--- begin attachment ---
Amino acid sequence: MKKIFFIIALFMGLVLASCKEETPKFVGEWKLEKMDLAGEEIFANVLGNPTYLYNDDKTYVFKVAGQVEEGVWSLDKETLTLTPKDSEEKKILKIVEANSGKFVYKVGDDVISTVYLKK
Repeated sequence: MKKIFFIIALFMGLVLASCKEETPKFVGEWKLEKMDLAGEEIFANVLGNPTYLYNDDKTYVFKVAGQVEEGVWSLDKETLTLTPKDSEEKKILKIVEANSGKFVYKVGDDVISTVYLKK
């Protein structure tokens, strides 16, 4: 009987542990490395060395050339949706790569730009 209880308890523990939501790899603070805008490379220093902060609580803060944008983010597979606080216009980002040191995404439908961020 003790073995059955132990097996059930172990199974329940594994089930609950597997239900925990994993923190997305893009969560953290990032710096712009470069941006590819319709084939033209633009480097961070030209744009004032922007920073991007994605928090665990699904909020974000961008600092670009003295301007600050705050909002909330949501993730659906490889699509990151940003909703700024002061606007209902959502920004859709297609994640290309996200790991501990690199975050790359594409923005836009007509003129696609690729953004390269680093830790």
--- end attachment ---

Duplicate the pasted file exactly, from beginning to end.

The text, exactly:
Amino acid sequence: MKKIFFIIALFMGLVLASCKEETPKFVGEWKLEKMDLAGEEIFANVLGNPTYLYNDDKTYVFKVAGQVEEGVWSLDKETLTLTPKDSEEKKILKIVEANSGKFVYKVGDDVISTVYLKK
Repeated sequence: MKKIFFIIALFMGLVLASCKEETPKFVGEWKLEKMDLAGEEIFANVLGNPTYLYNDDKTYVFKVAGQVEEGVWSLDKETLTLTPKDSEEKKILKIVEANSGKFVYKVGDDVISTVYLKK
């Protein structure tokens, strides 16, 4: 009987542990490395060395050339949706790569730009 209880308890523990939501790899603070805008490379220093902060609580803060944008983010597979606080216009980002040191995404439908961020 003790073995059955132990097996059930172990199974329940594994089930609950597997239900925990994993923190997305893009969560953290990032710096712009470069941006590819319709084939033209633009480097961070030209744009004032922007920073991007994605928090665990699904909020974000961008600092670009003295301007600050705050909002909330949501993730659906490889699509990151940003909703700024002061606007209902959502920004859709297609994640290309996200790991501990690199975050790359594409923005836009007509003129696609690729953004390269680093830790």